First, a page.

The two defections last week are both directly related to an ongoing corporate war playing out over prized digital territory. On Nov. 14, Time Warner swooped in on Randy Falco, NBC Universal Television Group's president-chief operating officer, installing him as chairman-CEO of its resurgent AOL unit. The next day, Discovery Communications' board put the final touches on David Zaslav's contract to become its new CEO. Mr. Zaslav, NBC Universal's president-cable distribution and new media, will take his new post in 2007.
A new generation
NBC Universal Chairman Bob Wright and Jeff Zucker, CEO of the company's TV Group, are looking to lose 700 people from the payroll. Mr. Falco was regarded as a strong operational executive, and Mr. Zaslav was seen as a talented young up-and-comer, yet neither executive will be directly replaced. Instead NBC Universal is looking to a new generation of leaders, among them Jeff Gaspin, president, NBC Universal cable entertainment, digital content and cross-network strategy; Bonnie Hammer, president, USA Network and Sci-Fi Channel; Lauren Zalaznick, president, Bravo; Marianne Gambelli, exec VP, NBC Universal sales and marketing; and Bridget Baker, exec VP, NBC Universal Cable.
The importance of digital sales can be seen in one of NBC's latest appointments. The company drafted Seth Winter, head of NBC's digital-media properties, to replace Peter Lazarus as senior VP-sports and Olympics.
And now, of course, speculation is rife over who might leave the company to join their departed colleagues at AOL or Discovery, with NBC Universal President-Ad Sales and Marketing Keith Turner top of that list. Mr. Turner did not return calls for comment.
"A new CEO usually brings with them a CFO, an HR executive and their head of sales," one AOL insider said. "It remains to be seen whether Mr. Falco wants to hit the ground running or immerse himself in AOL culture first."
All about relationships
Mr. Falco was tapped for his operational skills, sales relationships and knowledge of online video-projected to be the biggest area of online ad growth in 2007, after search. Time Warner has made boosting ad sales at AOL a priority for the unit. Similarly, Discovery, trying to figure out how to migrate its content online and to portable devices, no doubt hired Mr. Zaslav for his solid relationships with cable operators and knowledge of how to best "window" content.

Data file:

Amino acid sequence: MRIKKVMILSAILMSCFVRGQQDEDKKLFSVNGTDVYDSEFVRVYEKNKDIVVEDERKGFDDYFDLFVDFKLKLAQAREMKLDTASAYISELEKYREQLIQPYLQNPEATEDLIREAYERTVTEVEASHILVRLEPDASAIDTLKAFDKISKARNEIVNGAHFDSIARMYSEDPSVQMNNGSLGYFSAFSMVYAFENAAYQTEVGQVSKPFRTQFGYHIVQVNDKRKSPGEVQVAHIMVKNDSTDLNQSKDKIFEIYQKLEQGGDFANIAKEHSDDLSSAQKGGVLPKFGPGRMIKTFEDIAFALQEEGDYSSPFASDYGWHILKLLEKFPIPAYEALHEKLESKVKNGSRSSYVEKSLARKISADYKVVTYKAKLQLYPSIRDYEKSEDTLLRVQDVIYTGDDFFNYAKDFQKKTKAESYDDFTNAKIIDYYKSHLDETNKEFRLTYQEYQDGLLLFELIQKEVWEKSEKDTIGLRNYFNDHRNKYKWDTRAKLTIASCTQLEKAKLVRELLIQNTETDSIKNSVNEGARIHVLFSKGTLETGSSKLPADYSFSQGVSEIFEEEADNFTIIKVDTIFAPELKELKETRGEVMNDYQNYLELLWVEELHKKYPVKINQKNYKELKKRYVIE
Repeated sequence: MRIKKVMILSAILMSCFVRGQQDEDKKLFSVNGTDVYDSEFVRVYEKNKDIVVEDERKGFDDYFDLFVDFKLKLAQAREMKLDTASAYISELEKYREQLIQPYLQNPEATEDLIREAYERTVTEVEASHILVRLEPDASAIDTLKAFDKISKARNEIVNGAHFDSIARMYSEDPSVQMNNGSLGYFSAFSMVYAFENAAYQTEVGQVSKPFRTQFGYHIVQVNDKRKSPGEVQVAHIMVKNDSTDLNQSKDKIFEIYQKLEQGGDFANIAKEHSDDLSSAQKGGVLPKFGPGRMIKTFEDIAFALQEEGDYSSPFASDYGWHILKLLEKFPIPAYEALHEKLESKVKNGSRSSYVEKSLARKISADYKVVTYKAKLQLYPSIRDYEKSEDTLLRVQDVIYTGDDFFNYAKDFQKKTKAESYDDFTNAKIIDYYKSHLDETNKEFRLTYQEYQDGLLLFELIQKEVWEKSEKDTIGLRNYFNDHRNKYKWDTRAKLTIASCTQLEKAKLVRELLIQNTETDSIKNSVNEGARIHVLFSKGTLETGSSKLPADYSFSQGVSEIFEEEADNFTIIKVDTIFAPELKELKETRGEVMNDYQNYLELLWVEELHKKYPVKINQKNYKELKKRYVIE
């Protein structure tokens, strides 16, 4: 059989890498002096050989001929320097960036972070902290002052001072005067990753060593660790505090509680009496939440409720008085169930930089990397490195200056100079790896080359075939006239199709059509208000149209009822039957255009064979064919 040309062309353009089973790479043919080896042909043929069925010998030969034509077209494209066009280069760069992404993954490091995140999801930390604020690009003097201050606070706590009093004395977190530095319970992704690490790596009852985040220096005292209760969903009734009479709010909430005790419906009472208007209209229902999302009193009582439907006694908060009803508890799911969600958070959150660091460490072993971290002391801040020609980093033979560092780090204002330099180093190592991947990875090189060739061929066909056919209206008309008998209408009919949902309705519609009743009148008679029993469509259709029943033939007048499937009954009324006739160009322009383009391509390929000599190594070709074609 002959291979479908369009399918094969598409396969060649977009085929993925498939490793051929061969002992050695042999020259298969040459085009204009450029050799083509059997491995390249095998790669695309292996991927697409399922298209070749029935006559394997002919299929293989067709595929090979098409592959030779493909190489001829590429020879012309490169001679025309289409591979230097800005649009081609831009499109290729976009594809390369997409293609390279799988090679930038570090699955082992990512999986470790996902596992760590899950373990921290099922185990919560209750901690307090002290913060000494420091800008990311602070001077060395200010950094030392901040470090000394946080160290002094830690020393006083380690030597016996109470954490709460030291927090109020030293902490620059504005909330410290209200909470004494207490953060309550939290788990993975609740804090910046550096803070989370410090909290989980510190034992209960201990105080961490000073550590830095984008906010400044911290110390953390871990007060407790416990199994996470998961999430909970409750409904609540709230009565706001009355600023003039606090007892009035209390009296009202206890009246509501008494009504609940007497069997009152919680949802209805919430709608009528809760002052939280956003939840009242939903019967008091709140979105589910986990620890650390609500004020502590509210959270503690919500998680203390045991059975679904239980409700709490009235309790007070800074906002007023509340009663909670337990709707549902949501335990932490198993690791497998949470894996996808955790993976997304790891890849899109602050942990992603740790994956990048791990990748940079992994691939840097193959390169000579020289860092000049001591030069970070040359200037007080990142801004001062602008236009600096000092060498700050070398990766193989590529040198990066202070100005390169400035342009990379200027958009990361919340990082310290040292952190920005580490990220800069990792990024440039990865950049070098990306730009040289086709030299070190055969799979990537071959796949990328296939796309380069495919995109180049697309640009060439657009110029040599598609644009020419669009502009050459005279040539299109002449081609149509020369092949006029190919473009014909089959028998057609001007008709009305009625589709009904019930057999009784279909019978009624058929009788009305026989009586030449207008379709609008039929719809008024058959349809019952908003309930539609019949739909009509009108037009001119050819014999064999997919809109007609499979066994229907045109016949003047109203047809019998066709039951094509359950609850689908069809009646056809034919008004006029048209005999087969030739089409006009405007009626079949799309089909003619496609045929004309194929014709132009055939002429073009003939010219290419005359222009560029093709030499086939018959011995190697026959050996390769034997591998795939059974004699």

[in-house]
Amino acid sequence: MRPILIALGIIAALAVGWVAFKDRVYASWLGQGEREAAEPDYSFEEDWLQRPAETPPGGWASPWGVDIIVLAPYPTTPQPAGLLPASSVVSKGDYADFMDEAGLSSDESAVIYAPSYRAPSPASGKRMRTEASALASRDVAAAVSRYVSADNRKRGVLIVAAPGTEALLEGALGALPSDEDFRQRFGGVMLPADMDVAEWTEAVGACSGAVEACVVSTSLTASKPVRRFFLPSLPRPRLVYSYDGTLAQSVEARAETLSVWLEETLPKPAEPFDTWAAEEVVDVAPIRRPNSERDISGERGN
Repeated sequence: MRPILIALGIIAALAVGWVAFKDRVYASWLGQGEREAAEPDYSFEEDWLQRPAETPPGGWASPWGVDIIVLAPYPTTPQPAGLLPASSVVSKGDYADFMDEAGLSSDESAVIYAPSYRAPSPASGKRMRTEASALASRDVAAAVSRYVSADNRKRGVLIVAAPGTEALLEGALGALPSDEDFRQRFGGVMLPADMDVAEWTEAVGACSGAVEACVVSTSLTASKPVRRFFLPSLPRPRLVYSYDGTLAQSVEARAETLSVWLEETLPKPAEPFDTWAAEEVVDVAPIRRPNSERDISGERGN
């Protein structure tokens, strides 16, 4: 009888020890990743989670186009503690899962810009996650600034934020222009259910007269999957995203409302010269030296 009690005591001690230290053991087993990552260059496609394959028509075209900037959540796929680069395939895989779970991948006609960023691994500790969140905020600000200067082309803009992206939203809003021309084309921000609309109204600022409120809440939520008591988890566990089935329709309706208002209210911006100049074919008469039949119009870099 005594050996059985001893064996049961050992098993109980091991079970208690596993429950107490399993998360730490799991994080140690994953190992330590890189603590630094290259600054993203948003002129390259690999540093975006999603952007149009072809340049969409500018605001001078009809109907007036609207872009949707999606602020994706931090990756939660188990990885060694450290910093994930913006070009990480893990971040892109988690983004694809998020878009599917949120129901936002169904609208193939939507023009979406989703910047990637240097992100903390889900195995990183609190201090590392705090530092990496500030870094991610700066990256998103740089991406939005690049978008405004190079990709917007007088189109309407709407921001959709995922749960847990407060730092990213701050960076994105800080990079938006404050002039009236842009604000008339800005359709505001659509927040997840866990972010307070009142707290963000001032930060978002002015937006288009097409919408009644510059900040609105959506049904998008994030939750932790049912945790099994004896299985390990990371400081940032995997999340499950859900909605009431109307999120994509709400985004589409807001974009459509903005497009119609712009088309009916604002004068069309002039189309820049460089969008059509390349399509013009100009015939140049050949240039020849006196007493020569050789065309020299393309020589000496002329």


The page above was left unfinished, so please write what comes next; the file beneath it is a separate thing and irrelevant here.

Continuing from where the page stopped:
The appointment of Mr. Falco at AOL points to a new era for the online-media business, one that arguably depends much less on entrepreneurship than on operations and sales relationships.
News Corp. surprised cyber watchers last week when it replaced Ross Levinsohn, the executive responsible for bringing MySpace in the door, with Peter Levinsohn, a distant relative and president-digital media, who moves sideways from Fox Entertainment. Peter Levinsohn is credited with helping form the Fox on Demand effort that put ad-supported Fox shows online.
Even CBS opted for fresh leadership in its digital businesses, with CBS Digital Media President Larry Kramer exiting, and Quincy Smith, a Silicon Valley insider formerly with Allen & Co., joining as president of CBS Interactive. His job: to find the next YouTube. Viacom, too, just filled its digital spot with a new chief, Mika Salmi, to head global digital media.
Meanwhile, Beth Comstock, NBC Universal's president-digital media and market development, has been making the rounds at media agencies and expanding her footprint within NBC Universal. Former iVillager Peter Naylor, now NBCU senior VP-digital sales, reports to both Ms. Comstock and Mr. Turner, and is working with Ms. Comstock to create online properties that allow for brand-integration opportunities.
One media buyer noted that the structure NBC is rebuilding may have been part of the problem. "I heard there's a four-headed monster with Jeff Zucker, Beth Comstock, Randy Falco and Keith Turner. Now I guess it's a three-headed monster."